Amnesty concerned at prisoners missing minimum daily time outside cell during lockdown

Amnesty International is concerned potentially hundreds of prisoners were not given their minimum requirement of an hour a day outside of their cell during the Covid-19 lockdown.

Prison (file). Source:

They say the time period inside cells could amount to solitary confinement.

"Under New Zealand law and under international human rights standards, there is no justifiable reason to subject people to cruel and inhumane treatment," Amnesty International Aotearoa executive director Meg de Ronde said.

She said solitary confinement could be "incredibly damaging to people's mental and physical health so we have to take this seriously".

Ms de Ronde said it was important to ensure prisoners do not come out of prison worse than when they went in.

"Locking people up without their basic entitlements is a real concern."

"This is one week period in April and it showed that there were up to potentially hundreds of people who weren't getting their basic entitlements."

"The data collection on this demonstrates its not adequate, it's ad-hoc."

Ms de Ronde claimed the unlock hour regulations had been broken prior to Covid.

"People should be concerned... the right to freedom from torture or other cruel, inhuman or degrading treatment or punishment is an absolute right and it must be treated as such."

A briefing to Corrections Minister Kelvin Davis on May 13 from Corrections said the physical distancing requirement under Alert Level 3 and 4 meant they had been operating reduced unlock hours in some units.

"This means that the people in our care are spending more time in their cells, where they would have otherwise have been engaging in a range of education, employment, rehabilitiation and constructive activities alongside each other and staff," it states.

Corrections undertook an audit from April 24 to 30. It found 96 per cent of prisoners received at least one hour of physical exercise outside their cells on a daily basis.

It says for the four per cent who were denied, "most unit staff provided documentation... and written rationale evidencing the decision behind this action".

Broken down to a regional level, the Central region saw 10 per cent not receive their minimum time outside their cell, with this put down primarily to "inconsistent documentation practice at the unit level".

In the Southern region, all prisoners received their entitlement.

Corrections is looking at moving from a manual to a electronic system to record unlock hours.

Corrections' chief custodial officer Neil Beales said they had taken a deliberately cautious approach to Covid-19.

"We are also absolutely committed to ensuring that we’re operating safely, lawfully and humanely."

He said people in prison were impacted by Covid-19 lockdown measures, with physical distancing requirements and the number of prisoners that could gather also limited.

"This meant that prisoners spent more time in their cells. Prisoners have access to radio, television and news and prison staff communicated to prisoners why the changes made were necessary."

He said a prisoner’s minimum entitlement may be denied if there was an emergency in the prison, the security of the prison is threatened or if the health or safety of any person is threatened.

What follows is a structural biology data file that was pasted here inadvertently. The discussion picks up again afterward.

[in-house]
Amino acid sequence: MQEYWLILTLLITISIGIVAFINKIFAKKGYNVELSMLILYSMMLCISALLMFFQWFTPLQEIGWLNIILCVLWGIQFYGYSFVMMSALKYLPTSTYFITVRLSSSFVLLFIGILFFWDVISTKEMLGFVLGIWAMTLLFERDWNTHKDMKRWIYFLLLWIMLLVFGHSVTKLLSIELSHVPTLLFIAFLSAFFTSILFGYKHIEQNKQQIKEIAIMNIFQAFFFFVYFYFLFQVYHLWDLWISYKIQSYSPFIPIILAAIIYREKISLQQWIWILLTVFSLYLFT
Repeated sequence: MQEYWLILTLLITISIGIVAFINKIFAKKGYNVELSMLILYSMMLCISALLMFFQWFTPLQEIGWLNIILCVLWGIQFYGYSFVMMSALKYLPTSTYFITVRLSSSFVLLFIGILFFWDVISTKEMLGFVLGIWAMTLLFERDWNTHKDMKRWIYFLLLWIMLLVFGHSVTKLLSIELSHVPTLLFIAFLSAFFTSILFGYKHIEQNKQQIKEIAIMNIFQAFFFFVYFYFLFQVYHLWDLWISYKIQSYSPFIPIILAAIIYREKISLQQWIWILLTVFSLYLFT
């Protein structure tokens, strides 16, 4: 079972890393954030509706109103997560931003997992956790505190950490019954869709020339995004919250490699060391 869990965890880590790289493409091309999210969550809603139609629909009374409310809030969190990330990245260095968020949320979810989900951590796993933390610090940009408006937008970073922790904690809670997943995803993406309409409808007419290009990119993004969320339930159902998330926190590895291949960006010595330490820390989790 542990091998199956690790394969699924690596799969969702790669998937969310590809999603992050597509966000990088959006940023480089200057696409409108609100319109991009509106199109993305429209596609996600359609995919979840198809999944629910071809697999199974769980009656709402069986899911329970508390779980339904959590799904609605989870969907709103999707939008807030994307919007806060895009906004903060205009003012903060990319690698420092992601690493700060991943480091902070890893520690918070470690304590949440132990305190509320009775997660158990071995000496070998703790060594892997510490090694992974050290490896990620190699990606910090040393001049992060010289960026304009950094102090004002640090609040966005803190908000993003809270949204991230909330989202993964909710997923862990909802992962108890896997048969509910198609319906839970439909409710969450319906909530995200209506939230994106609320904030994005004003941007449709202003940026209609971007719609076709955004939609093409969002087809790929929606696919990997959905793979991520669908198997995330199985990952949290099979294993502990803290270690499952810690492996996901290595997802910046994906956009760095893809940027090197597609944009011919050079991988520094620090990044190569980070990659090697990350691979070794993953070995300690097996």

"For example, prisoners separated during their first 14 days in prison were managed in small groups who were only permitted to mix within those groups to prevent the potential for Covid-19 transmission if someone was unwell."

Chief Ombudsman Peter Boshier told 1 NEWS during inspections of nine prisons during the lockdown period, he found some prisoners were not having sufficient time out of their cell to access fresh air, and that one prison was not accurately recording this.

"It’s important to recognise that under New Zealand law, exceptions to the minimum entitlement can be made in emergency situations," he said. "However, international best practice is for prisoners to have at least one hour of fresh air daily."

His investigation found one prison gave some prisoners access to an hour of fresh air every other day, another was only able to provide some prisoners with 30 minutes a day and some prisoners at another said they only had access to fresh air on weekends.

"Many understood the need for the changes and supported staff. However, they said they struggled with the lack of access to fresh air," the report states.

He also found the one prison's log books for one prison was not complete, "so the prison was unable to confirm whether the prisoners housed in their units had received one hour of physical exercise in the open air".

"The Department of Corrections accepted all of my recommendations, and has reported that steps have been taken to give effect to each of the recommendations."

Corrections Minister Kelvin Davis said he sought assurances Corrections ensured prisoners' minimum entitlements were received over the Covid period.

"While Corrections has done an exceptional job keeping staff and prisoners safe throughout lockdown, successfully keeping Covid-19 out of our prisons, I have consistently made clear my expectations that prisoners’ lawful rights be upheld, regardless of the circumstances."

"While the report found that there is room for improvement of documentation practice, I’m encouraged that Corrections are now considering the development of an electronic system that would automate the capturing of this minimum entitlement. I expect to be kept updated on how this continues to progress."